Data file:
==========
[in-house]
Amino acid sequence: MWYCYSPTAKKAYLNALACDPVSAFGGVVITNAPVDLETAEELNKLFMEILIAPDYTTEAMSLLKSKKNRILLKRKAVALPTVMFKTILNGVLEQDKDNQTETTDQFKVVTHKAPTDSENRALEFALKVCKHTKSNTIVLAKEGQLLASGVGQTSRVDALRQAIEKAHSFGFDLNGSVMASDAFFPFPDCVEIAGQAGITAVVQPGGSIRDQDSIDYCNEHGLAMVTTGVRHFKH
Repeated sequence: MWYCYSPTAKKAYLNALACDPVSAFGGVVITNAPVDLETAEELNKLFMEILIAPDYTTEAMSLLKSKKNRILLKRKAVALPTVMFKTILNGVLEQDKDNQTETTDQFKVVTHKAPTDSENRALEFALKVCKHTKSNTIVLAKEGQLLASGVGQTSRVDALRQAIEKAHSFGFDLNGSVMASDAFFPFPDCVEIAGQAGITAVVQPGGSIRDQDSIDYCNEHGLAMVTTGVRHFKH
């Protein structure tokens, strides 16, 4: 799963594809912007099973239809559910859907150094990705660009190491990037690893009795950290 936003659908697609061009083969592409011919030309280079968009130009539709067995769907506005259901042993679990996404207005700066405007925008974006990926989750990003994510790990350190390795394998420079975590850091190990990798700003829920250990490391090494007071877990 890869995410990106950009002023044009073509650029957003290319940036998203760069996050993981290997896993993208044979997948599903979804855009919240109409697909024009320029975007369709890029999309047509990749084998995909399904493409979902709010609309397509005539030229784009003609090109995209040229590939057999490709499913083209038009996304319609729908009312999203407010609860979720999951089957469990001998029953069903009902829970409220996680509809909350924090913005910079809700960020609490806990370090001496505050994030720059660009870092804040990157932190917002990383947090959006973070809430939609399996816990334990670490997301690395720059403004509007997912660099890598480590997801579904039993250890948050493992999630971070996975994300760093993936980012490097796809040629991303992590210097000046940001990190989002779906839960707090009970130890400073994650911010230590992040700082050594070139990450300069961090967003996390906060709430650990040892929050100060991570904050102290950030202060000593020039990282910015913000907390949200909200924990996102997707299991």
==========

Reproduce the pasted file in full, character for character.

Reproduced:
[in-house]
Amino acid sequence: MWYCYSPTAKKAYLNALACDPVSAFGGVVITNAPVDLETAEELNKLFMEILIAPDYTTEAMSLLKSKKNRILLKRKAVALPTVMFKTILNGVLEQDKDNQTETTDQFKVVTHKAPTDSENRALEFALKVCKHTKSNTIVLAKEGQLLASGVGQTSRVDALRQAIEKAHSFGFDLNGSVMASDAFFPFPDCVEIAGQAGITAVVQPGGSIRDQDSIDYCNEHGLAMVTTGVRHFKH
Repeated sequence: MWYCYSPTAKKAYLNALACDPVSAFGGVVITNAPVDLETAEELNKLFMEILIAPDYTTEAMSLLKSKKNRILLKRKAVALPTVMFKTILNGVLEQDKDNQTETTDQFKVVTHKAPTDSENRALEFALKVCKHTKSNTIVLAKEGQLLASGVGQTSRVDALRQAIEKAHSFGFDLNGSVMASDAFFPFPDCVEIAGQAGITAVVQPGGSIRDQDSIDYCNEHGLAMVTTGVRHFKH
């Protein structure tokens, strides 16, 4: 799963594809912007099973239809559910859907150094990705660009190491990037690893009795950290 936003659908697609061009083969592409011919030309280079968009130009539709067995769907506005259901042993679990996404207005700066405007925008974006990926989750990003994510790990350190390795394998420079975590850091190990990798700003829920250990490391090494007071877990 890869995410990106950009002023044009073509650029957003290319940036998203760069996050993981290997896993993208044979997948599903979804855009919240109409697909024009320029975007369709890029999309047509990749084998995909399904493409979902709010609309397509005539030229784009003609090109995209040229590939057999490709499913083209038009996304319609729908009312999203407010609860979720999951089957469990001998029953069903009902829970409220996680509809909350924090913005910079809700960020609490806990370090001496505050994030720059660009870092804040990157932190917002990383947090959006973070809430939609399996816990334990670490997301690395720059403004509007997912660099890598480590997801579904039993250890948050493992999630971070996975994300760093993936980012490097796809040629991303992590210097000046940001990190989002779906839960707090009970130890400073994650911010230590992040700082050594070139990450300069961090967003996390906060709430650990040892929050100060991570904050102290950030202060000593020039990282910015913000907390949200909200924990996102997707299991």